View Full Version : Advice for best hearing protection for range
August 23, 2011, 08:42 PM
As a total newbie to the shooting sports, I am in the process of purchasing
all my accessories for the range. I currently have outstanding hearing, and
I wanna keep it that way!
What brand/style of hearing protection will have provide the best protection?
Everyone seems to love the electronic Howard Leights low profile green
muffs, doubling up with ear plugs.
Would this be a great combination to protect one's hearing?
Or any other suggestions would be greatly appreciated!
August 23, 2011, 10:37 PM
Hi & welcome to the wonderful world of firearms and the shooting sports industry. :)
To answer your question(s), I'd look at the simple throw away styles sold here; www.policehq.com . Another good brand is the ZEM style sold in the main NRA store; www.NRA.org .
Some gunners use both ear muffs and ear plugs but I honestly do not think that route is needed with normal range use(small calibers, limited range trips).
I'd also look for other good items like a ball cap or hat, eyewear or protective shields, elbow & knee pads(if you run & gun or do tactical drills).
One big issue is NOT to wear open collar or polo type shirts for shooting semi auto weapons if possible. My good friend shot my new PX4 C model 9mm with a short sleeve tennis shirt. A hot spent case flew up & went right down his bare chest! Ouch!
FWIW; I advised him NOT to wear that shirt before we went to the indoor pistol range. ;)
www.Brownells.com www.uscav.com www.galls.com www.qmuniforms.com www.cabelas.com www.cheaperthandirt.com
ps; As for eyewear, go with a proven well made style like 5.11, Wiley X, Gargoyles, Ray-Ban, etc.
August 24, 2011, 08:50 AM
I user the foam inserts and put the muffs on top.
For one thing, I already have hearing loss and a buzz in my ear.
I discovered the buzz in my ear when I woke up early one morning in January and heard cicadas. And I thought, "Wow, the cicadas are up early today." Then I realized that in January in Chicago, at about 5° below freezing - there are no cicadas.
I've lived with this so long that I mostly tune it out - but basicaly I have a buzz in my ears that sounds just like cicadas - it goes all the time.
The second thing is, I was at the range last Saturday and people were popping off their 9mm and 22 pistols and everything was nice and quite until the guy next to me started firing .44 magnum.
Those were loud.
I'm glad I had two-ply hearing protection.
You can never over-protect your ears, but each time you fail to adequately protect your hearing, you will suffer some damage and hearing loss.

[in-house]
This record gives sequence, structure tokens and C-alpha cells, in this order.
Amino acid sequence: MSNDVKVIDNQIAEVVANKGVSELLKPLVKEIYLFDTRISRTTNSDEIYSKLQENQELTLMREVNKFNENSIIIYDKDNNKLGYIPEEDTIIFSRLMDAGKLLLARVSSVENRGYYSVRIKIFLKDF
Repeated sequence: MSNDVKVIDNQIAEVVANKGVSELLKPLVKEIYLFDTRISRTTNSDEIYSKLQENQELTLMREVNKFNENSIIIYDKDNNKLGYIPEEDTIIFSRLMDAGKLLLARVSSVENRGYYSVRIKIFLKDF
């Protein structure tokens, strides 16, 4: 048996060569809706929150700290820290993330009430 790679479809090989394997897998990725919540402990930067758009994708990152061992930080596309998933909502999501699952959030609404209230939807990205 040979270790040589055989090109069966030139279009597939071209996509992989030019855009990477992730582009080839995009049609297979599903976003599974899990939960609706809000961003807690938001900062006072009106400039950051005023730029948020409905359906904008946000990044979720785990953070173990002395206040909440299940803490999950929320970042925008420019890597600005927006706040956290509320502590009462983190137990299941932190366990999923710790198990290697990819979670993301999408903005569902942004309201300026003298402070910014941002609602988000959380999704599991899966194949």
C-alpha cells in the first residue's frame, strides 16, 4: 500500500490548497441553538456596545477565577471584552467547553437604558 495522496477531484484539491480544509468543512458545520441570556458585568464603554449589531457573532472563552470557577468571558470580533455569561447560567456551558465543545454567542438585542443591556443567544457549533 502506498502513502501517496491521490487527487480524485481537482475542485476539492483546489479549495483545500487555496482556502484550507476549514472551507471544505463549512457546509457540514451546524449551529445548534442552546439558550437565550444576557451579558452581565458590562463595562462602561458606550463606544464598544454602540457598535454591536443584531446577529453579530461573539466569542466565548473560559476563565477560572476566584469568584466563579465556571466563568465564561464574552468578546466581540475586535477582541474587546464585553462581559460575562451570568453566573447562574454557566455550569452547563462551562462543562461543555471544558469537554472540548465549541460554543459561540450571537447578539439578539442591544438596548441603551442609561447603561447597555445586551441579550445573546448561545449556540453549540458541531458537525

I think the rubber or silicone push in plugs are better than the foam IMO - the foam insert in my right ear creeped out of the ear canal last time, and I don't think that happens with the rubber or silicone ones with the flanges.
August 24, 2011, 08:50 AM
I use Peltor ear muffs model # H10A with a NRR 30db and Howard Leight ear plugs with a NRR 33db which together will give you the NRR of 38-40db. Protect those good ears you have, wish I took better care in my younger days.
August 24, 2011, 08:57 AM
Ya, +1 on what ClydeFrog said about what you wear.
I got lazy a few weeks ago and wore penny loafers to the range with no socks.
Of course a hot casing landed right in there just a little bit forward of my ankle. It lodged between my foot and the inside of the shoe.
It's Murphy's law.
August 24, 2011, 09:30 AM
The other thing that you should do is make sure that your hearing and eye protection work well together.
I have ear muffs that I like a lot because they have a lot of spring pressure and clamp down on my ears really well, but they don't have a lot of plyable cusion material. Those ear muffs didn't fit well over my protective glasses. The temples - the parts of the frame that extend over and/or behind the ears, kept the ear muffs from laying flush, so the muffs were propped open a crack right behind my ears.
So I switched eye protection to glasses that had flatter temples and to muffs that had more foam (Peltor), that could mold over the temples and lock the sound out.
The other solution would have been to get glasses that are hold on by an elastic band and wear them outside of the muffs.
August 24, 2011, 10:54 AM
I would recommend some good electronic muffs since with plugs and std muffs it is inevitable you will get caught off guard with them off (talking to someone, etc.) when some on the line fires off. Not often but eventually. With electronic muffs you don;t need to remove them to talk. I like the Peltor TAC7S.
August 24, 2011, 11:59 AM
countzero has the secret sauce:
I user the foam inserts and put the muffs on top.
August 24, 2011, 12:09 PM
What did you say? I just use foam plugs.:d
August 24, 2011, 01:03 PM
The topic is interesting. I have been in law enforcement for almost 20 years now, and I remember my first trips to the range at ... with no hearing protection at all. Imagine a row of twenty guys shooting Cetme C 7'62x51 rifles and no one wearing plugs or muffs. Same for the 9mm pistol practice. It took a complaint from the Unions and we got proper protection. Fortunately I have no damage from that time and my hearing is excellent.